Rep Fitness has been in business in Denver, Colorado (10 miles from Rage Fitness) since 2012, and they have earned the respect of the Crossfit crowd with their high quality equipment.

Rep has always had favorable reviews online and are good with answering questions. Rep’s equipment seems to be nearly as high quality as Rogue. Rep isn’t a “budget” option that cuts any corners.

Rep’s prices for larger orders are particularly competitive vs some others who offer free shipping on all sized orders. On small orders Rep normally isn’t as competitive, although in this case for a stainless steel WL bar they’re basically the only choice in this price range! If you’re in the market for additional stuff like bumpers, once you get one or more pallets worth of stuff you’re taking advantage of the fact that you’re paying actual shipping costs instead of a padded amount added to all products for “free” shipping on single-product orders. 

Price: $269 at Rep Fitness

FringeSport Weightlifting Bar

Shaft Diameter: 28mm Center Knurling: Yes
Shaft Finish: Matte Chrome Ring Marks: IWF
Tensile Strength: 216,200 PSI Sleeve Surface: Grooved
Sleeve Spin: 4 Bearings Made In: Taiwan
Knurling Feel: Medium Weight: 20 kg

This bar is the #1 bar that Fringe makes for olympic weightlifting. All their other bars are made for either powerlifting dual-use. This one is their only bar with 4 needle bearings per sleeve, IWF-only ring marks, and it has the most whip out of all their bars despite the ultra high 216,000 PSI tensile strength.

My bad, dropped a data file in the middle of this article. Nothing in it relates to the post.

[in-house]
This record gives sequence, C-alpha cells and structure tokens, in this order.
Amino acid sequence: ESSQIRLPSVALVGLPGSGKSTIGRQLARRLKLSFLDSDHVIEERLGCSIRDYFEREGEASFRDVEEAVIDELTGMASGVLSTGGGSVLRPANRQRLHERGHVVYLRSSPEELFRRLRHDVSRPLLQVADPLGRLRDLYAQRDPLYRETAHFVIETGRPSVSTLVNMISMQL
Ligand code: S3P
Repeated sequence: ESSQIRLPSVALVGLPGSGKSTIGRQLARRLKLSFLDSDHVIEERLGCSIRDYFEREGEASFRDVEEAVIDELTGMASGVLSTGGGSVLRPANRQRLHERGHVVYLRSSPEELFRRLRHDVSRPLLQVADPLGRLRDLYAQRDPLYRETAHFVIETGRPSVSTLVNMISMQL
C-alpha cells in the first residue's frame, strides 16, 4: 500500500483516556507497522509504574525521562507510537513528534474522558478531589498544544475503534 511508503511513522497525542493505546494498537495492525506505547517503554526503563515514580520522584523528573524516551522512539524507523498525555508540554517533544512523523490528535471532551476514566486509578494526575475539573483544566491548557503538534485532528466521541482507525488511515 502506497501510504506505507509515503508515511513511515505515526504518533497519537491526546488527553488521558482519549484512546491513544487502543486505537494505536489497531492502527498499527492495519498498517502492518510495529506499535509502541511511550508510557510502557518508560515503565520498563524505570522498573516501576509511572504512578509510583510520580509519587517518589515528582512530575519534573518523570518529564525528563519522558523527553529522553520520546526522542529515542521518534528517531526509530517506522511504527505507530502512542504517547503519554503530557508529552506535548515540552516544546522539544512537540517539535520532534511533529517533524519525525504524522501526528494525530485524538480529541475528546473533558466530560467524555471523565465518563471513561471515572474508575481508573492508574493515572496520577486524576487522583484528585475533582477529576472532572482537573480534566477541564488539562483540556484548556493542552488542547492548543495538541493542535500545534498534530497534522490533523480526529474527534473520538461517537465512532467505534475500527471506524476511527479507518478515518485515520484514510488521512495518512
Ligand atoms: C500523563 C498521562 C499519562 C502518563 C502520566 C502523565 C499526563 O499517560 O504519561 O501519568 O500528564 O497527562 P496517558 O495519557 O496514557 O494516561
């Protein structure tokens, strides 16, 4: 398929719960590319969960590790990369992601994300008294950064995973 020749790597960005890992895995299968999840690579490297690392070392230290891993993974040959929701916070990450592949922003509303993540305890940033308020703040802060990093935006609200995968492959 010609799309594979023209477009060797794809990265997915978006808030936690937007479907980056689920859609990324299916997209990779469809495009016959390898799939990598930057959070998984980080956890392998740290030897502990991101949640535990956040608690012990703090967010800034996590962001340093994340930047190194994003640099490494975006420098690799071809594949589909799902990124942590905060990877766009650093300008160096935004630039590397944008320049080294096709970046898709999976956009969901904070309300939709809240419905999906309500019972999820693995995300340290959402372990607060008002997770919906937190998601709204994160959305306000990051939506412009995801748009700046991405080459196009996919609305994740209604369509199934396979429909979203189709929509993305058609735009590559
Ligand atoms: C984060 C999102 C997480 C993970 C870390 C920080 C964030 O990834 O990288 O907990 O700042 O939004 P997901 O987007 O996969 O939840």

As far as the “matte” chrome… I don’t think that there is any difference between matte chrome and satin chrome, which is what York calls it. The word “matte” has gotten to be a popular buzzword with Rogue and others, with their popular matte finishes on power racks, etc, and the “Matte Black Friday” sale. Basically a less glossy chrome that looks more like stainless steel. As if it weren’t already hard to tell the difference! Mirror-like chrome is one thing, but when they start using this satin chrome I have a hard time identifying what it is on an unknown bar.

Fringe’s guarantee is the best in the industry. It’s more than just a warranty against defects. They offer a full 1-year guarantee. Return it for any reason within a year and get your money back! Or within 30 days they’ll even pay the return shipping. 

Price: $399 at FringeSport

 

Got any questions about these bars? Leave a comment and I’ll see if I can help!

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About the Author:

David Kiesling
David founded Adamant Barbell in 2007. He is into weight training, Crossfit, nutrition, hang gliding, snowboarding, archery and hackysack. He also owns a hang glider repair business.